View Full Version : Sabot slug and rifled slug.
November 7, 2011, 09:23 PM
Why can you not use a rifled slug in a rifled barrel, same with not being able to use a sabot slug in a smooth bore barrel? Also what is the difference between the two?
November 8, 2011, 09:52 AM
Search is your friend here - lots of prior discussion on this. The short of it is that a rifled slug is made to be shot out of a smooth bore. There are many who do successfully shoot rifled slugs out of rifled barrels. The downside is that the rifling in the barrel will tend to get fouled with lead and require more frequent cleaning.
On the other side, you can safely shoot a saboted slug out of a smooth barrel, but you'll likely get poor accuracy and you wallet will be seriously pained as the sabot slugs cost WAY more than rifled slugs.
November 8, 2011, 05:40 PM
Sabot, rifle caliber projectile designed to move fast and travel farther and with a flatter trajectory. The plastic skirt obturates and fills the rifling grooves in the slug barrel to pick up its stabilizing spin and then drops away when the slug leaves the barrel.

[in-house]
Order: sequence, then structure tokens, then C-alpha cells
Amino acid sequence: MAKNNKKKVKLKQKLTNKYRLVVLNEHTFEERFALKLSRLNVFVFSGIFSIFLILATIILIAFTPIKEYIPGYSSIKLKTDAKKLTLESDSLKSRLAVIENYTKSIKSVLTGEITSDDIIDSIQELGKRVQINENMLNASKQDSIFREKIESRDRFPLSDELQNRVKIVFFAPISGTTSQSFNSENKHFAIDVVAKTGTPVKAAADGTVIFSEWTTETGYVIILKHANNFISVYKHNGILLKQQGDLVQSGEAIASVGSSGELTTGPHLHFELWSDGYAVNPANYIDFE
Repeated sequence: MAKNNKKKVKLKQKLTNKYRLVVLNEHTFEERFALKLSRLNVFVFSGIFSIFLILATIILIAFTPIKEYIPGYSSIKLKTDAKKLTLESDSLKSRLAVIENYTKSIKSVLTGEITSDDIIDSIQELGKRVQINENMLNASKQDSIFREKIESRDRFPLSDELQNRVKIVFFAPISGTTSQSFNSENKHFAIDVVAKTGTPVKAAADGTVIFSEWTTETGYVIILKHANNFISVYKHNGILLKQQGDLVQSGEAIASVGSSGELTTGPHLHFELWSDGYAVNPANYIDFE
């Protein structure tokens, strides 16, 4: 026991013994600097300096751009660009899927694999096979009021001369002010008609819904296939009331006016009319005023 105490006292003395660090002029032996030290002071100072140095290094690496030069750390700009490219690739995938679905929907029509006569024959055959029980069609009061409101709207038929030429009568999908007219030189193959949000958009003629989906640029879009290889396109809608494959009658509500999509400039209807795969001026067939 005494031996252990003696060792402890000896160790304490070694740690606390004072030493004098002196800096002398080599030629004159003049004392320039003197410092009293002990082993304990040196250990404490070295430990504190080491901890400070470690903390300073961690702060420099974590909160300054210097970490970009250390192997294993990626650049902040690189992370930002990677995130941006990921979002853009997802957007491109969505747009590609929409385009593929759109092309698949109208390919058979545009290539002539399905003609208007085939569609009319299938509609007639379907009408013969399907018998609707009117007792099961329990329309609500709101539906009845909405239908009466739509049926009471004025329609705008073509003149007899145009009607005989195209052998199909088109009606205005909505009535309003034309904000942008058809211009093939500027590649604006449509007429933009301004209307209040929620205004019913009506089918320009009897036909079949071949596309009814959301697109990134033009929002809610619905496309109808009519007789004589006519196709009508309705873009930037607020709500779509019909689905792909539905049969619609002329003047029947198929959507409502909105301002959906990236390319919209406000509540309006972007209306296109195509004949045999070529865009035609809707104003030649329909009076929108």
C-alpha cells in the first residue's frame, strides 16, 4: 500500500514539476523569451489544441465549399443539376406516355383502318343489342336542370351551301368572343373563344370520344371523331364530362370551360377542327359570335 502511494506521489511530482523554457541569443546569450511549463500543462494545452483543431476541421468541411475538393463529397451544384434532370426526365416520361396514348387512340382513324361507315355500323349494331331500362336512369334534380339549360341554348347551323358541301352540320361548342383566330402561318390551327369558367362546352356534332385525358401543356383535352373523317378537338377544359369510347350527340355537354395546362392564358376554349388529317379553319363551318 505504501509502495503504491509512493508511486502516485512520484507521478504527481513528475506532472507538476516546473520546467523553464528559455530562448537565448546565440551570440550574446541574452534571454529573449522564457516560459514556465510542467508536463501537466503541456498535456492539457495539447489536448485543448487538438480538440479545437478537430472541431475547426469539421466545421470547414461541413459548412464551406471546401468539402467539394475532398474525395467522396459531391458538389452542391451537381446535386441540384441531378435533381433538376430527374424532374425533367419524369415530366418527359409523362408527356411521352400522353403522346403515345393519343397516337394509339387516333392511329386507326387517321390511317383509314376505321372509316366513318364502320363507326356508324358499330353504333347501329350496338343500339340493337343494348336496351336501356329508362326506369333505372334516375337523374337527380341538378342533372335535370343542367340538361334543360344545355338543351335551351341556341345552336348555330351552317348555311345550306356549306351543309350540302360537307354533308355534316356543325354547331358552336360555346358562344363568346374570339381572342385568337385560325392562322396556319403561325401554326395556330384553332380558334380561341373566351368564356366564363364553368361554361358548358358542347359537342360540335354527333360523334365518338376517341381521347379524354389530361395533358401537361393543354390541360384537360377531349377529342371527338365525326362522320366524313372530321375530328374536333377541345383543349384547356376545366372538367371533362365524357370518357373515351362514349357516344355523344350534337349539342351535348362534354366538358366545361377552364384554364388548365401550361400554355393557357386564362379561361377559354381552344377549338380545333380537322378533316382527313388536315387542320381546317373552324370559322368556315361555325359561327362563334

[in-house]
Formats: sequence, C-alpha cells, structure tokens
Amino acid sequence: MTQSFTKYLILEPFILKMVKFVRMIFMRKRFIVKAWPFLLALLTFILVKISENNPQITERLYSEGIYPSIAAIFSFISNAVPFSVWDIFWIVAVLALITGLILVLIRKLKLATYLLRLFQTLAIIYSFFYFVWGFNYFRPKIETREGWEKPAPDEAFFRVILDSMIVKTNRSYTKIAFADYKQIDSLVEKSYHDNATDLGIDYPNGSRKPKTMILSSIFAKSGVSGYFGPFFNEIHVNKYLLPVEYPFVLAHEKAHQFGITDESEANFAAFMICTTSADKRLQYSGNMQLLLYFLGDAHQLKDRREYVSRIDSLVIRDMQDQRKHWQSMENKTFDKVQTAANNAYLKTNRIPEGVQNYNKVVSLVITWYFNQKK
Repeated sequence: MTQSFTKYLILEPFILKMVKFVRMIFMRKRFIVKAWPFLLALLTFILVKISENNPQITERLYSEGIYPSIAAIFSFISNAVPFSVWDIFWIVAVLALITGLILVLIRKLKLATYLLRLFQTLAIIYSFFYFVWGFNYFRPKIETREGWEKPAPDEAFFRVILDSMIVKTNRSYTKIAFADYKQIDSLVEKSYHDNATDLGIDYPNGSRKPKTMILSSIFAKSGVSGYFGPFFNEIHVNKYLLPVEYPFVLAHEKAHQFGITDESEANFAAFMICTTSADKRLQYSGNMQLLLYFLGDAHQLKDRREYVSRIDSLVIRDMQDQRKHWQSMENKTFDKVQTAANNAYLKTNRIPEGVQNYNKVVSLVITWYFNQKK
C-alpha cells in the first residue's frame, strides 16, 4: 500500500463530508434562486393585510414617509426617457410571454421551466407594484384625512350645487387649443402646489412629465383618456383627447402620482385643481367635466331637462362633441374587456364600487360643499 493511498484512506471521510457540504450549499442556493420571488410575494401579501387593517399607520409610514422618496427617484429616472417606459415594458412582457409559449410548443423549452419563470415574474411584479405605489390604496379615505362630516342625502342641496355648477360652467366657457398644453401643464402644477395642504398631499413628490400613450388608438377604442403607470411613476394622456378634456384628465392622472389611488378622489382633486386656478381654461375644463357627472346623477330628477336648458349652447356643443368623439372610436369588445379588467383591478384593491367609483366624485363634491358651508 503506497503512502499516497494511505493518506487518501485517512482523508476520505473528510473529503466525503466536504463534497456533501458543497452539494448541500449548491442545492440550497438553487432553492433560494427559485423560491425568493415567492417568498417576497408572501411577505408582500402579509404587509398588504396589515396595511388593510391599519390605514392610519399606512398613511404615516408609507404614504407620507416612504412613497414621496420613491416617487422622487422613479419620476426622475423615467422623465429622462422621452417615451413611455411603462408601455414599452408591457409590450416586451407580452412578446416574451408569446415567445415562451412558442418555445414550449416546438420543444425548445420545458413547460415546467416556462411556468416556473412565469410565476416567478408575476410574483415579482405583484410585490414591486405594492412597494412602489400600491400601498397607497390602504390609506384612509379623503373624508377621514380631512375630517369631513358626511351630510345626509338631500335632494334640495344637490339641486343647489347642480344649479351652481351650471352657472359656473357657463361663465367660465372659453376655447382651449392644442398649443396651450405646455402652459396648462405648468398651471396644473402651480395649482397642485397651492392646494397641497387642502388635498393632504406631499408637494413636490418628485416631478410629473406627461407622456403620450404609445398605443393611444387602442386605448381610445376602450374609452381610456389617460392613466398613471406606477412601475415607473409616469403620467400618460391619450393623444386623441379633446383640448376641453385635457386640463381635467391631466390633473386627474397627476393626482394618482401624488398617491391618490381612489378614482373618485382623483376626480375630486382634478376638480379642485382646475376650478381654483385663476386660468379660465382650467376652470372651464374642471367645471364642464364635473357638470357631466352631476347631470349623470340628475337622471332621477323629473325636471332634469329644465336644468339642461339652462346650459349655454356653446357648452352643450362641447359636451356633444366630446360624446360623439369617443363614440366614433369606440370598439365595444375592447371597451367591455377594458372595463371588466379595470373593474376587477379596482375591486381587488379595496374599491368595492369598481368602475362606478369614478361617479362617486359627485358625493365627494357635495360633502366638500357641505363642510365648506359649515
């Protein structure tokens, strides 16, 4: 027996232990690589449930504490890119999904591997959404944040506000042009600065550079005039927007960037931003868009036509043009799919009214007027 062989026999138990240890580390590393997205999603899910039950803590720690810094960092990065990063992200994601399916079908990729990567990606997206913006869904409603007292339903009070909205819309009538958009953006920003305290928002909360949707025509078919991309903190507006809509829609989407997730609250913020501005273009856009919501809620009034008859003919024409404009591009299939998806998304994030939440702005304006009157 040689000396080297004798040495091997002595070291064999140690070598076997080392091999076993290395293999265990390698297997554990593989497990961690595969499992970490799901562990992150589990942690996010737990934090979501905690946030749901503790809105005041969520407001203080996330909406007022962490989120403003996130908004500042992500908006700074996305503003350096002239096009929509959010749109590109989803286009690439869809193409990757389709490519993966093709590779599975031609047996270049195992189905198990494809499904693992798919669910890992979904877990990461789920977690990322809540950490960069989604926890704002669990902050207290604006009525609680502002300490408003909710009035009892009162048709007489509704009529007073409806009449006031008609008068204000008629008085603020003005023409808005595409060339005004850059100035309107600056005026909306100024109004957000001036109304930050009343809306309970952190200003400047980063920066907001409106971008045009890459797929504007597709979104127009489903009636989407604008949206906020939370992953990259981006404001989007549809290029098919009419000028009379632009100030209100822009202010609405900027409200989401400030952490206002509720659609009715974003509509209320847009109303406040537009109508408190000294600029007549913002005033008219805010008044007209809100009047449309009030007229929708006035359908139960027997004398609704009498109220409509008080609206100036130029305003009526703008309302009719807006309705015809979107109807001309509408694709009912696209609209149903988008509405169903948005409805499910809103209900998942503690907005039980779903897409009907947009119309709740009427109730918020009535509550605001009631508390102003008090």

Rifled slug can be shot in either but best in smooth bore. The rifling on the slug does nothing for stabilization and does not impart spin. The stabilization is designed into the slug with its light hollow base and solid heavy head. Think badminton bird. What the rifling does do is get swaged down as it travels through a choke at the end of the smooth bore barrel which may help center the shot for consistency on target. IC and IM chokes are good for that. Full chokes can be used but not recommended. Super full (turkey chokes) absolutely not used for slugs
November 8, 2011, 09:34 PM
Hornady SST sabot ammo costs almost $3.00 per shot. But one shot per animal is all it takes to knock 'em down. Recoil is vicious.
November 8, 2011, 10:47 PM
I just joined yesterday so I did not think to look in the search, but thanks for your guys knowlegde.
November 8, 2011, 10:55 PM
Is that a Remington 870 express magnum?
November 8, 2011, 11:40 PM
Anthony, Anthony, Anthony.... the V-cut at the back of the receiver is a hallmark of Winchester. So is the jeweled flat-sided bolt.
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